The Magazine

Here Come Da Judges

Get ready for a whole new confirmation game.

Nov 18, 2002, Vol. 8, No. 10 • By TERRY EASTLAND
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ON JUDGES, things will be different. The wars over judges of the past two years were made possible by the simple fact that the Democrats controlled the Senate. They used their power to block an unprecedented number of President Bush's appeals court nominees. Now that the Democrats constitute the minority, the outlook for Bush's nominees--including any he might make to the Supreme Court--is considerably brighter.

The first thing that will change is the Judiciary Committee. It will have a new chairman--Orrin Hatch, replacing Patrick Leahy--some new members, and perhaps fewer members in total.

In June 2001, after James Jeffords left the GOP and became an independent allied with Democrats for purposes of Senate organization, the committee, evenly split at 9 to 9, added a tenth Democrat. If Republicans decide to maintain a 19-member committee, one Democrat must leave, the obvious candidate being the most junior Democrat, John Edwards. Republicans are considering shrinking the committee to 17 members, in which case a second Democrat would have to depart, probably the next most junior, Maria Cantwell.

One Republican--Strom Thurmond, who is retiring--will leave the committee. So the membership will include one new Republican even if the total drops to 17, two if it remains at 19. Candidates include Thurmond's successor, Lindsay Graham, and John Cornyn, the former Texas Supreme Court justice and attorney general who will take Phil Gramm's seat. Aides to Republican senators say that if Democrat Mary Landrieu loses the December 7 runoff in Louisiana and Republicans thus increase their majority to 52, they may seek a two-seat edge on the committee.

Whatever its size and membership, the committee will operate in ways congenial to Bush. The president's complaint with the committee under Leahy has concerned mainly its handling of appeals court nominees: It has failed to schedule hearings for some nominees and timely hearings for others, to vote on some nominees who did get hearings, and to allow the full Senate to vote on two nominees it rejected on 10-to-9 party line votes. Had the committee reported those nominations--of Charles Pickering and Priscilla Owen, both designated for the Fifth Circuit--to the floor even with negative recommendations, majorities including some Democrats would have voted to confirm.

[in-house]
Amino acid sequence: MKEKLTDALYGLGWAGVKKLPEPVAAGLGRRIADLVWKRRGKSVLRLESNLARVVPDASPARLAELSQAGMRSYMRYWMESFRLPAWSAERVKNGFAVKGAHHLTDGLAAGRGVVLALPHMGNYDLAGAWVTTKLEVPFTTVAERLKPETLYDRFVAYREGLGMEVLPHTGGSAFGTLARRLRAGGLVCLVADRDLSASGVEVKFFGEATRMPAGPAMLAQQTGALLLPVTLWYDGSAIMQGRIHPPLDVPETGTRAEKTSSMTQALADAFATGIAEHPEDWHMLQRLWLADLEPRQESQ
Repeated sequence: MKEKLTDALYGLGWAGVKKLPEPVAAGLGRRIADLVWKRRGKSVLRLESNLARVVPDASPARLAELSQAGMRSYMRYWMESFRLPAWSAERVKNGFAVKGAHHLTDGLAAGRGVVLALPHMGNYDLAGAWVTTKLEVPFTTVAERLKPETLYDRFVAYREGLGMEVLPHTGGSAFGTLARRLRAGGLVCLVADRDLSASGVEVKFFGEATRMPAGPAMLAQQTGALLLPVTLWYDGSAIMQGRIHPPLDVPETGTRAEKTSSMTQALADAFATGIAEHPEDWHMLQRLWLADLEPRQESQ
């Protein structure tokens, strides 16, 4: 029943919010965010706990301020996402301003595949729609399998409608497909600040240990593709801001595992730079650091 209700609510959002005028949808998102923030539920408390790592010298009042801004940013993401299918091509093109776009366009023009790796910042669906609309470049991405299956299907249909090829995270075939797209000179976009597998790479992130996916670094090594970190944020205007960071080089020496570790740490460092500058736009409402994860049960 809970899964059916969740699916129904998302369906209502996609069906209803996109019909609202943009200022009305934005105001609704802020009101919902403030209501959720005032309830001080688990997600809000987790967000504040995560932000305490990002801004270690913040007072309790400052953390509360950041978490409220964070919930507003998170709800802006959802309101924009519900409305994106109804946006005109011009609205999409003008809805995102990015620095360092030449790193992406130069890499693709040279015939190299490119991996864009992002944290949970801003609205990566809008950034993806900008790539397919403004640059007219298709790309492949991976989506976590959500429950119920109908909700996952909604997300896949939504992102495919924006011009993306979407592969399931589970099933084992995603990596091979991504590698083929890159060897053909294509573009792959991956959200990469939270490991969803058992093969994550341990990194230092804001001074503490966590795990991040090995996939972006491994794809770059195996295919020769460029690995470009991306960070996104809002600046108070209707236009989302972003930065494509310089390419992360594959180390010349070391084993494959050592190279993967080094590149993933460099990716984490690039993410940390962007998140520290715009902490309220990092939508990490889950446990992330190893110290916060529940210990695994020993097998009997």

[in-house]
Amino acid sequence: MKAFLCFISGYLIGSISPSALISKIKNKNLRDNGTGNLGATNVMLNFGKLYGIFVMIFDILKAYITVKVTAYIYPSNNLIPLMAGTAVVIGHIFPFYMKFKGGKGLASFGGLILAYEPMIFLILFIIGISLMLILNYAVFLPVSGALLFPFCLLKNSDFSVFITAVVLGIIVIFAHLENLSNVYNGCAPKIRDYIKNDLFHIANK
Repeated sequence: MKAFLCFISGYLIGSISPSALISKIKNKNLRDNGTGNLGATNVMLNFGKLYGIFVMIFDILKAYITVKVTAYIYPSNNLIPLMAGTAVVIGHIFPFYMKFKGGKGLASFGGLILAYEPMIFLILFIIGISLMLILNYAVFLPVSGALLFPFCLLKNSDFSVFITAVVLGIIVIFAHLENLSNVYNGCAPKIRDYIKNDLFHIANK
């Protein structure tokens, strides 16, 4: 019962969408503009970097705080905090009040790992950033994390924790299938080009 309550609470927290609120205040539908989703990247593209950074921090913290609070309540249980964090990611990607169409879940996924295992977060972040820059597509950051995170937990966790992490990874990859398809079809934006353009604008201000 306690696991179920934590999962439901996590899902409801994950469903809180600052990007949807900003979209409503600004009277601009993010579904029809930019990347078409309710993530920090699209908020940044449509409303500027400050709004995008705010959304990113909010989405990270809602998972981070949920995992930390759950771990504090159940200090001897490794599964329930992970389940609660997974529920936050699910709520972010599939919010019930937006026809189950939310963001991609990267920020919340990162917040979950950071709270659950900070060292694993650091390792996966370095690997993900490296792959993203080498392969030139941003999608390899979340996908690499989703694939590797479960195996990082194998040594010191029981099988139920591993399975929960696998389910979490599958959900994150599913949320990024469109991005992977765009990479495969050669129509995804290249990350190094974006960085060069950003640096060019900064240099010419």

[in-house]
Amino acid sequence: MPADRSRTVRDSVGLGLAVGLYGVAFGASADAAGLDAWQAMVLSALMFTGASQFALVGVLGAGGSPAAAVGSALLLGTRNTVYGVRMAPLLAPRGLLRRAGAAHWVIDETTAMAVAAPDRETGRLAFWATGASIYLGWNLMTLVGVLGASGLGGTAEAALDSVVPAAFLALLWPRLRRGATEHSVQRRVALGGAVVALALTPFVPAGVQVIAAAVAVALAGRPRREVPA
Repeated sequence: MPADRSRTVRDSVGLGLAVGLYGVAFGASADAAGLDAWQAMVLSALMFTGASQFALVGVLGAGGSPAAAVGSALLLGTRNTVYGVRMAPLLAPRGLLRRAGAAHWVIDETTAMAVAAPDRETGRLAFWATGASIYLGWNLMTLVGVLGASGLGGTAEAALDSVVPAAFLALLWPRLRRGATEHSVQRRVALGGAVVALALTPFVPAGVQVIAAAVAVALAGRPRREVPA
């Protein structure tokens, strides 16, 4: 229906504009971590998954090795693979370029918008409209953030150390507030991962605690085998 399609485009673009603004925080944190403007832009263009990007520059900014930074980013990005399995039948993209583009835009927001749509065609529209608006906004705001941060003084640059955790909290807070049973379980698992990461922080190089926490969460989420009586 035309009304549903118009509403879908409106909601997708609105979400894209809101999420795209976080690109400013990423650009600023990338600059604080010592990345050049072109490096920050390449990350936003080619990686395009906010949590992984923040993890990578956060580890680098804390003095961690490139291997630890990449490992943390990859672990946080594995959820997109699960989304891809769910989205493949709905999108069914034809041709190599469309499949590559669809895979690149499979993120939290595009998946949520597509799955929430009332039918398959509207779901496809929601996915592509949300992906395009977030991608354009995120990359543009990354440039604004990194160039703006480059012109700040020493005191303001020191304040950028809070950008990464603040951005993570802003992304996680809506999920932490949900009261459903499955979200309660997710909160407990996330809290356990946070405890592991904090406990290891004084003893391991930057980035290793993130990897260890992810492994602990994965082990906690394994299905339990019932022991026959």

Bush also has complained about the committee's "mistreatment" of some nominees, Owen in particular. In Dallas on November 4 campaigning for Cornyn, Bush asked his audience to consider "what happened to one of our finest Texans." He pointed to her stellar record as a private lawyer and a Texas Supreme Court justice, and the high regard in which she is held by the Texas bar and the American Bar Association. But "because these people"--meaning committee Democrats--were "playing politics, petty politics, . . . her record was distorted and she was denied a seat. She was grossly treated."

Some numbers help tell the story of Democratic obstructionism (or success, from their point of view): Of Bush's 32 nominees to the appeals court, the Senate confirmed only 14, or 44 percent. During comparable periods--the first two years of a presidency--the Senate typically has confirmed a much higher percentage of appeals court nominees. (For Ronald Reagan, it was 95 percent; George H.W. Bush, 96 percent; and Bill Clinton, 85 percent.) What especially irritates Bush is the lack of hearings: On November 15, no fewer than 15 of his appeals court nominees will have waited in vain for more than a year to have hearings scheduled.

At the White House six days before the elections, Bush announced a plan "to ensure timely consideration of judicial nominees." The plan proposes that the Senate Judiciary Committee hold a hearing within 90 days of receiving a nomination, and that the full Senate hold an up-or-down floor vote within 180 days. The plan drew little press notice, and committee Democrats summarily rejected it. Two days after the election, Bush made another pitch for it.

Were the Senate to adopt Bush's recommendations, it would do so in new rules--which Hatch favors. But it seems doubtful that the Senate would actually vote to constrain its own power. In any case, Bush is likely to get what he wants simply because he now has a Senate of the same party: hearings within 90 days and floor votes within 180. What this means is that even in the unlikely event a nominee is defeated in committee, the full Senate will be given the opportunity to vote. A committee will no longer act for the entire Senate.